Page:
Wednesday, February 02, 2000

Rocky Flats plans controlled burn
DOE announces plan to burn vegetation this spring

Colorado Daily Staff Writer

The U.S. Department of Energy plans to go ahead with a controversial plan to conduct controlled burns as part of its vegetation management in the buffer zone surrounding Rocky Flats, the former nuclear weapons plant south of Boulder.

The DOE announced Monday that it plans to conduct the burn in three separate areas, totaling 500 acres, sometime between March 1 and April 30. The exact time and date will depend on weather conditions.

The department initially declared its intention to burn vegetation in the buffer zone in the spring of last year, but no burns took place that year. Rocky Flats spokesman Pat Etchart explained that there is only a short "window" of opportunity to burn each year, during which conditions are satisfactory.

"Part of the reason nothing happened last year was they missed the window," Etchart said.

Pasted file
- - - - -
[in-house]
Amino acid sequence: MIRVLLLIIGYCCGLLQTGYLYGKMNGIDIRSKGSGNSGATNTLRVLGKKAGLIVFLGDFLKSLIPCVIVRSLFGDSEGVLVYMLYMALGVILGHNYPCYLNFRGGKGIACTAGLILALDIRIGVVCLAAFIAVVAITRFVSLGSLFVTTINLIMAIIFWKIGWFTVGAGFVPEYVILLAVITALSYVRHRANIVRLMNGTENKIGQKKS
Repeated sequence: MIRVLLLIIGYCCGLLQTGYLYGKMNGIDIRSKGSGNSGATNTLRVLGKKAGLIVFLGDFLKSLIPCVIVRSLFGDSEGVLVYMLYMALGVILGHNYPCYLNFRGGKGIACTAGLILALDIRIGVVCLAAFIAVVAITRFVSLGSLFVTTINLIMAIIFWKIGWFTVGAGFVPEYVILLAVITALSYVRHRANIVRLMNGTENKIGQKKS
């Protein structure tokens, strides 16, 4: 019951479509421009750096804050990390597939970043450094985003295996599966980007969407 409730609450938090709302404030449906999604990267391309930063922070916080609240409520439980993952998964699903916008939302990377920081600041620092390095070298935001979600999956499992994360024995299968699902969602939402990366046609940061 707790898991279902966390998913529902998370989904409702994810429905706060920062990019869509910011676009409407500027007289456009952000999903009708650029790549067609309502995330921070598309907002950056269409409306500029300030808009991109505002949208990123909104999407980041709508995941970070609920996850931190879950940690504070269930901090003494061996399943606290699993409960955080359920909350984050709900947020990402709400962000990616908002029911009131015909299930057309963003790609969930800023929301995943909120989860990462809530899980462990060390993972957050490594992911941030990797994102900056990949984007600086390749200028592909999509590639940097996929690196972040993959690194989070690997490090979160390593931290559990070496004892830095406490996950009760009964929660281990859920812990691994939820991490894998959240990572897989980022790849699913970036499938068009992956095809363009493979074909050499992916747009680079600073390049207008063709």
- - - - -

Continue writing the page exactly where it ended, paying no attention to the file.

DOE officials have said the burns will help remove dead vegetation that has built up in the 5,800-acre buffer zone surrounding the 400-acre former weapons plant. Most of the buffer zone consists of grasslands, shrublands, wetlands and riparian habitat. The burns will reduce the risk of out-of-control wildfires and will also help native vegetation that's being choked by weeds, officials have said.

But critics have said the burns could release plutonium in the soil and send clouds of radioactive particles downwind toward residential areas. Portions of the buffer zone are contaminated with plutonium, the radioactive material that was used to produce parts for nuclear warheads on the site until 1989.

The DOE, however, said each area targeted for burns is "at least three quarters of a mile away from known contaminated land."

Air, soil and vegetation monitoring will take place before, during and after the burn, and monitoring results will be made public, the department said. The Colorado Air Pollution Control Division has issued a permit for the burn with special restrictions.